Did you ever find a book so fascinating you wanted to look at every copy in the world? Put that way I guess it sounds a bit mad, but that’s exactly what I’m planning on doing. Last weekend I started a new project – a census of Hooke’s Micrographia. Basically this means that I want to locate and describe every surviving copy of the 1665 and 1667 printings of Micrographia. It might be quite a mammoth task – my rare books guru has suggested there might be up to a thousand copies lurking in libraries and private collections around the world . . .
Friday 16 August 1689:
“the yellow Dust of Sunflower. like amber balls with prickles”
This is maybe my all-time favourite Hooke quote – the virtuoso microscopist, noting in his diary what was perhaps the first observation of sunflower pollen – and achieving a kind of poetry with his characteristically terse prose. Nehemiah Grew had already described the pollen of other flowers in his Anatomy of Plants published in 1682 (see page 169), so it wasn’t breaking news, but Hooke was intrigued enough to draw a little diagram in the middle of his diary entry.
Attentive followers of @hookeslondon will have noticed a gap in the Diary tweets from mid-April to early May. Sorry, I was in Australia. But I don’t want you to feel as though you’ve missed out on anything, so I’m posting the full text here (don’t tell anyone at Oxford University Press…).
Portraits have a peculiar fascination for people. As Lisa Jardine has pointed out, historical figures come to life so much more vividly when a portrait is available. This is true for historians almost as much as anyone else. Therefore the thought that there might be a lost or unidentified portrait of a famous and controversial figure like Robert Hooke is extremely tantalising. It also grips the public imagination – several visitors to the Royal Society’s 350th anniversary exhibition in summer 2010 commented, ‘they say Newton destroyed a portrait of Hooke’. Indeed, ‘they’ do say this. The final scene in the 2009 Royal Shakespeare Company production ‘The Tragedy of Thomas Hobbes’ showed Newton slashing a portrait, a reference that shows how familiar this story has become. Indeed it has all the elements of good drama – passion, the fierce rivalry of two misunderstood geniuses, and violence (well, vandalism at least).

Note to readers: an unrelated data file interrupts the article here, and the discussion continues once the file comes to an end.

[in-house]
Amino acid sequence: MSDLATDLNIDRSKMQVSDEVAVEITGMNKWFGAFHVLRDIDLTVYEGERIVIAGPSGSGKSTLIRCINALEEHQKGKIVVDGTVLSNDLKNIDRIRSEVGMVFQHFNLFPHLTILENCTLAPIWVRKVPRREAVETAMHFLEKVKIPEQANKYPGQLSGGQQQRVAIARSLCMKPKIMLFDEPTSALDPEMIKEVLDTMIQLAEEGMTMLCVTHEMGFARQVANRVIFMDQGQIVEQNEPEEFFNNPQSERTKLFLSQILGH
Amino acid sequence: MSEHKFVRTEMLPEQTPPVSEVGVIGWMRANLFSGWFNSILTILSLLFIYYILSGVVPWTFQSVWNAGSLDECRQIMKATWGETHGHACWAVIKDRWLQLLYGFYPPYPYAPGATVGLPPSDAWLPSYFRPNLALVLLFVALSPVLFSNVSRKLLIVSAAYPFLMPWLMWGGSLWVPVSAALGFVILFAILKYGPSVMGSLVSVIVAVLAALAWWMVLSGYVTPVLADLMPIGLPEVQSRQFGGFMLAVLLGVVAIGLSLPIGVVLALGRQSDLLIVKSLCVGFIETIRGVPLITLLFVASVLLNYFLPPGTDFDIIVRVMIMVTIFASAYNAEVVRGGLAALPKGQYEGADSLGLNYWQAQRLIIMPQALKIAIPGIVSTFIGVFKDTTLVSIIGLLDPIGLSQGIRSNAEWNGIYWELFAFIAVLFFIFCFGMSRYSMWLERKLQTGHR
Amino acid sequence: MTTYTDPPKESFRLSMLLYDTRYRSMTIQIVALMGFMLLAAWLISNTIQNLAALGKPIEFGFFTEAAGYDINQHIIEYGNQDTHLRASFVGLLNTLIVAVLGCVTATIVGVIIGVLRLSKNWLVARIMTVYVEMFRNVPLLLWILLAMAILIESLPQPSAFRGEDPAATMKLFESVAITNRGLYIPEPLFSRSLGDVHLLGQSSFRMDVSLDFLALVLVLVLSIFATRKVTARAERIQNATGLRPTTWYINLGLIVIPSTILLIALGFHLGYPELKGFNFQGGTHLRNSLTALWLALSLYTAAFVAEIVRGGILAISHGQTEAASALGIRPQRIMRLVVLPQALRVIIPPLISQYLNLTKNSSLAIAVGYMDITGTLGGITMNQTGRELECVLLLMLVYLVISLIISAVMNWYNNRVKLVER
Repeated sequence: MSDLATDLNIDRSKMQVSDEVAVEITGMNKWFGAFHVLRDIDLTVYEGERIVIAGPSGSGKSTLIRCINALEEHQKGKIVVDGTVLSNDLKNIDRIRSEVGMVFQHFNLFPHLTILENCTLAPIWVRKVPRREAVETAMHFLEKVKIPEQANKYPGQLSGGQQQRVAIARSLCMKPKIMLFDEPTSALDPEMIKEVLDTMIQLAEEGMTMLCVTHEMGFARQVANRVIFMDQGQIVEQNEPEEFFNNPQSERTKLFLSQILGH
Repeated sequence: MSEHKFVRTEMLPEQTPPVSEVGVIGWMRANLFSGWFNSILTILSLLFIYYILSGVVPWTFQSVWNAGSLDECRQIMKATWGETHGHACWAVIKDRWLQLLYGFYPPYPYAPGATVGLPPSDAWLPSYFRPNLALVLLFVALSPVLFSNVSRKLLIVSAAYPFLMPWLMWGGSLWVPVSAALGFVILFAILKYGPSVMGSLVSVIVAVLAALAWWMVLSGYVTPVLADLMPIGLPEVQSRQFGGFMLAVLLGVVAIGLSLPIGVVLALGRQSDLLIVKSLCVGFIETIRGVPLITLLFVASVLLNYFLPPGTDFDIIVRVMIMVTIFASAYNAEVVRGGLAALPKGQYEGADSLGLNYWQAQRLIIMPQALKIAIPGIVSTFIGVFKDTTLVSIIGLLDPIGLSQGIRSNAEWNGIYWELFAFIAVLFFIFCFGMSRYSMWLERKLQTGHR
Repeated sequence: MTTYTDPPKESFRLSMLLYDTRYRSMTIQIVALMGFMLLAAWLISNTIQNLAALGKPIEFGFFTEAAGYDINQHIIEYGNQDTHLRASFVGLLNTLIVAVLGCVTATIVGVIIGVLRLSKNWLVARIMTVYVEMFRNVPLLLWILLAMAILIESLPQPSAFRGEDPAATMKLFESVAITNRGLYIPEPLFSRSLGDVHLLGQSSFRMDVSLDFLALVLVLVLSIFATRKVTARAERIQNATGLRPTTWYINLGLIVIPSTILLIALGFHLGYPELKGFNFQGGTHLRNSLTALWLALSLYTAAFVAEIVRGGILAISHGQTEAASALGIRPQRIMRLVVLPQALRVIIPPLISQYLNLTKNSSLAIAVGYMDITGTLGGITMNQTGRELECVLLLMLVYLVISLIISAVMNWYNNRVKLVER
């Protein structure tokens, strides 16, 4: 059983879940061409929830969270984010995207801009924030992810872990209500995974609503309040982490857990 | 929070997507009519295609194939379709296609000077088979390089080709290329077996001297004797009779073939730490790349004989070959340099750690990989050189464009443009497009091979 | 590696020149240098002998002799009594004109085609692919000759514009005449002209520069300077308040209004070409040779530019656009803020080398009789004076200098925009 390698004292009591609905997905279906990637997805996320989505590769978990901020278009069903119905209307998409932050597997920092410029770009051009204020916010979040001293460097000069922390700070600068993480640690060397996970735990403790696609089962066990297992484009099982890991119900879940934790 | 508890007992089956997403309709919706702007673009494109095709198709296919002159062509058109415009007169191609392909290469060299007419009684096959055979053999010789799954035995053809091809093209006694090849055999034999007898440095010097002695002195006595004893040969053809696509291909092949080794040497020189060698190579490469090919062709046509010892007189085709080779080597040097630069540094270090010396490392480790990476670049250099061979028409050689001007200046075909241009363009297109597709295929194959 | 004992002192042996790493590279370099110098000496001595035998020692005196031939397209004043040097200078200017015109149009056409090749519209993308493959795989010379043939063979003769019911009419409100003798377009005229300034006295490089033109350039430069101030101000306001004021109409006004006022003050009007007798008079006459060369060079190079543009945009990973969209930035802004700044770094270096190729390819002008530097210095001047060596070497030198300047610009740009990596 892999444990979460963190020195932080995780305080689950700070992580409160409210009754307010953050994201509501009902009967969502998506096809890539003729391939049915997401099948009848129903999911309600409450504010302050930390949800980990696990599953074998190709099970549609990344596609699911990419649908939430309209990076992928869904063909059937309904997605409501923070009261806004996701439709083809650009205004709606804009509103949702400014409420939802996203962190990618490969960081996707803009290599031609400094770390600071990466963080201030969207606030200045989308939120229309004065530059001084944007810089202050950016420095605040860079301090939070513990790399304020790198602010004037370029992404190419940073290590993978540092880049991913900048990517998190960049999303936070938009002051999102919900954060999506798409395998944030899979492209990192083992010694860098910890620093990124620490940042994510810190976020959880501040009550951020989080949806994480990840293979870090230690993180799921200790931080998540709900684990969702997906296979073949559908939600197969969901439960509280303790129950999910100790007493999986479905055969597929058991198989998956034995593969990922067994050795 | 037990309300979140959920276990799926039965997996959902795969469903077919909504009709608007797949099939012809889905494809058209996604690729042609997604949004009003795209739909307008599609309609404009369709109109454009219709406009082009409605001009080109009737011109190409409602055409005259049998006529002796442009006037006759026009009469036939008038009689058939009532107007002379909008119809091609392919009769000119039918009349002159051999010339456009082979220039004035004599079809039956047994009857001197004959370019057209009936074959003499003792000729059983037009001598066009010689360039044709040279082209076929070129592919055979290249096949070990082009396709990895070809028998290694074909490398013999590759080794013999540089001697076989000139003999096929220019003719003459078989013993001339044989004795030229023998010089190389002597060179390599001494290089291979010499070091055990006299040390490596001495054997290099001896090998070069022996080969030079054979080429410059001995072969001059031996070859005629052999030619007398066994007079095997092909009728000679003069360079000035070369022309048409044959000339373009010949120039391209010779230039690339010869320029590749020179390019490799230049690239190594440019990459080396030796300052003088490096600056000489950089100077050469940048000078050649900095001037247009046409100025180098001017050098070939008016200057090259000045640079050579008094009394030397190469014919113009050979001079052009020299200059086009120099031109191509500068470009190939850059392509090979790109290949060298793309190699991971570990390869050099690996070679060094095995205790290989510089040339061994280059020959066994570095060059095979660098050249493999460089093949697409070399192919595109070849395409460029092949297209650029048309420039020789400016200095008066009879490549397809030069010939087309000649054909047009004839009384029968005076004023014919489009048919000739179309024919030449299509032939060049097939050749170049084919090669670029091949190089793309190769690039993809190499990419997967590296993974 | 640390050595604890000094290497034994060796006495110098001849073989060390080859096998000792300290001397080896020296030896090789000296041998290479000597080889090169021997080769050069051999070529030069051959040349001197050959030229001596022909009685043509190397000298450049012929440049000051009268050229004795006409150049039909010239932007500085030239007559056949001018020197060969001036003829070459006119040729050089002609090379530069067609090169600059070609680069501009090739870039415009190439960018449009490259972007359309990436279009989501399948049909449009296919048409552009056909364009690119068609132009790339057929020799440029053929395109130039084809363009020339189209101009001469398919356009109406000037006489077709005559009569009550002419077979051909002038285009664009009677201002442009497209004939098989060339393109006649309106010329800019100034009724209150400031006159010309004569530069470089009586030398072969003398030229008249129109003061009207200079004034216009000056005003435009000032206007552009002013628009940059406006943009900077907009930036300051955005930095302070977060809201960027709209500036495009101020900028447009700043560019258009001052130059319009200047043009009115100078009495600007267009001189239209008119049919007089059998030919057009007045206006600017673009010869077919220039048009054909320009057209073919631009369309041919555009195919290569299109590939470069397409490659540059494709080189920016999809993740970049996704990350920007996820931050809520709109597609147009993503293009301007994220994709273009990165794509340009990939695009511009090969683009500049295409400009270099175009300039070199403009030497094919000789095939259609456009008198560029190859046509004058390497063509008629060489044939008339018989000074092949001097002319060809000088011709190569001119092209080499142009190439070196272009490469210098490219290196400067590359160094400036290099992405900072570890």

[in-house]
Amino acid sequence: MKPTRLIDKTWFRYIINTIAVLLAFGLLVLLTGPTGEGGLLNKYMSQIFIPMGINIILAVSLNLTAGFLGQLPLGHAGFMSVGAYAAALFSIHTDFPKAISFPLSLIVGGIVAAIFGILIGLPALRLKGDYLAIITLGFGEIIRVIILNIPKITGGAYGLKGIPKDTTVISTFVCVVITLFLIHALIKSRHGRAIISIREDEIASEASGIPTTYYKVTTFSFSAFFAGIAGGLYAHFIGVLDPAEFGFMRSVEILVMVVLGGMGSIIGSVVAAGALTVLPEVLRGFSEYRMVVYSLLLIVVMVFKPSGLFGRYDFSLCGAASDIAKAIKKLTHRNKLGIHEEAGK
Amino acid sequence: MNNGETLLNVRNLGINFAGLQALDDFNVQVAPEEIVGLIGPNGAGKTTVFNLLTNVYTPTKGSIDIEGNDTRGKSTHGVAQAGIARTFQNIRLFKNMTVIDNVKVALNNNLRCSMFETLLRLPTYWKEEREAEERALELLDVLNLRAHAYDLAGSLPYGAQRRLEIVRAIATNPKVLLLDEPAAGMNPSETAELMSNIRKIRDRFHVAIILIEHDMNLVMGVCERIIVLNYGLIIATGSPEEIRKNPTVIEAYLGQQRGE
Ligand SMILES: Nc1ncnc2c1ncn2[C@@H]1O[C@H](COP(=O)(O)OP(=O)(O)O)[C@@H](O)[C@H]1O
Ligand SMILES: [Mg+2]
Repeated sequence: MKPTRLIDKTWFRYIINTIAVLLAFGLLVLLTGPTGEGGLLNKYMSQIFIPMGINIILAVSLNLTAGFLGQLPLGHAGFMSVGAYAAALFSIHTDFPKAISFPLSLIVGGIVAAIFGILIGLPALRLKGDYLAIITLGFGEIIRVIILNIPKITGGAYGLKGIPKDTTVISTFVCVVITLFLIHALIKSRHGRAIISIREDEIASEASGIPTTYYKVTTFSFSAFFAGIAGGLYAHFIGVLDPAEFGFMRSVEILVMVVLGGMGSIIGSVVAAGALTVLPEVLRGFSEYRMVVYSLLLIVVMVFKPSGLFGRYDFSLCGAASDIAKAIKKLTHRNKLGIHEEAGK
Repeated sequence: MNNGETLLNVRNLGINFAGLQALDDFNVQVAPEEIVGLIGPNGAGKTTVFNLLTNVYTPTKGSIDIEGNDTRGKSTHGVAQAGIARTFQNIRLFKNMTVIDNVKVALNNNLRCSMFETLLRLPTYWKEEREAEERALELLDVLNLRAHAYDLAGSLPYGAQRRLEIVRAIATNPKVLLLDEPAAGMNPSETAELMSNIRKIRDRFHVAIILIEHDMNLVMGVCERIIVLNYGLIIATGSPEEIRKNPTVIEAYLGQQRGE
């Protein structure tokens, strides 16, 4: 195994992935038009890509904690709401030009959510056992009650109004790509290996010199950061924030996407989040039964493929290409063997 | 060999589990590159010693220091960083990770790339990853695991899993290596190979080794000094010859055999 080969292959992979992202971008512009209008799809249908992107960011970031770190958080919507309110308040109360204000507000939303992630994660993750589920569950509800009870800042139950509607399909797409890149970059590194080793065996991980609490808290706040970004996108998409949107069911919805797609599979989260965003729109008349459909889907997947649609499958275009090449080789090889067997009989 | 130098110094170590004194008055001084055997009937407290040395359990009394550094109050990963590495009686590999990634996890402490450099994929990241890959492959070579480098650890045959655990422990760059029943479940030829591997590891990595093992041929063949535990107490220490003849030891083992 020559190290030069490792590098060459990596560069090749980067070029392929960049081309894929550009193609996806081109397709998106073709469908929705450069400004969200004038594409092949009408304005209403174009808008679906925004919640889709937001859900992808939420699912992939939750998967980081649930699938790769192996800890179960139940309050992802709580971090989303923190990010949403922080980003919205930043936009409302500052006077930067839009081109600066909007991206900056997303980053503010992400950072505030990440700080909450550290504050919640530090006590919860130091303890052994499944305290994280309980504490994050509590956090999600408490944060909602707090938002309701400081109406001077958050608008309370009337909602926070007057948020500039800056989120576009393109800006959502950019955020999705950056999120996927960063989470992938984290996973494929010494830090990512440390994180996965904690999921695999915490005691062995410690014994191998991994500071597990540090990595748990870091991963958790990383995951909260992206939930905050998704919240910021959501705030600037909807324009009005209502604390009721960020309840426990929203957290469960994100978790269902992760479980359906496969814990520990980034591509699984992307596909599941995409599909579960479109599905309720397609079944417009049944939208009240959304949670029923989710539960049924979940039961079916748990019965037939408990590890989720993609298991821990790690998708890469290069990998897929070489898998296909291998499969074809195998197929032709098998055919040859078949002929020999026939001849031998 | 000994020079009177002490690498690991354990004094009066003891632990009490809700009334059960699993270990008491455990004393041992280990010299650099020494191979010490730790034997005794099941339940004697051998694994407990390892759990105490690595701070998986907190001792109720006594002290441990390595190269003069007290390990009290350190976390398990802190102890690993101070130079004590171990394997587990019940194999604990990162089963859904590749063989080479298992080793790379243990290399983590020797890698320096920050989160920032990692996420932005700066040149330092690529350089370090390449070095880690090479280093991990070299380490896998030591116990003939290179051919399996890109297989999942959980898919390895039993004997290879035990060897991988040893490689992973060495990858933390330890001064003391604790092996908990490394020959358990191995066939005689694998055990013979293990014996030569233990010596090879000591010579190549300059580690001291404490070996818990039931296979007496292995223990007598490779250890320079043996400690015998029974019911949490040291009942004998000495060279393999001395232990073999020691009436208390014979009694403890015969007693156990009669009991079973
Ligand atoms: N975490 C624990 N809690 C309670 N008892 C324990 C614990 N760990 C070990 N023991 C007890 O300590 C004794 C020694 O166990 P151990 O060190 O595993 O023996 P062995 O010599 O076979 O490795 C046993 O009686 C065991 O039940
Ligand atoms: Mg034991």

Since this blog is meant for a general audience I’m going to try to avoid confusing my readers with historians’ jargon. But I realise that my strapline ‘life and science in Restoration London’ is already possibly guilty of contravening that rule: does everyone know what Restoration London is? Sure, people who are interested in British history do. But I know (clever) people who need to think for a few seconds to remember whether the 17th century means the 1600s or the 1700s, so I’m going to err on the side of caution.
Spring was taking a while to get going in April 1673 but this week was a little warmer for Hooke and his companions in Restoration London. Hooke suffered on and off from his usual insomnia, this time accompanied by ‘sweat’ and perhaps fever. It may have been this that prompted Hooke to branch out into the pharmacopaeia and try a few more herbal remedies: wormwood ale; ‘white helebor sneez & tobacco’; Annis[eed] cordiall; and ‘andrews’ (a proprietary preparation of unknown composition). Some of these medicines were more benign than others . . .
The main aim of the early Fellows of the Royal Society was to enquire after ‘matters of fact’. They used a variety of methods to pursue facts, one of which was collecting man-made and natural artefacts. The first historian of the Royal Society, Thomas Sprat, wrote in 1667 that the Royal Society intended to make ‘a General Collection of all the Effects of Arts, and the Common, or Monstrous Works of Nature’. Indeed, he claimed, they had already made a good start on this project:
‘they have already drawn together into one Room, the greatest part of all the several kinds of things, that are scatter’d throughout the Universe’.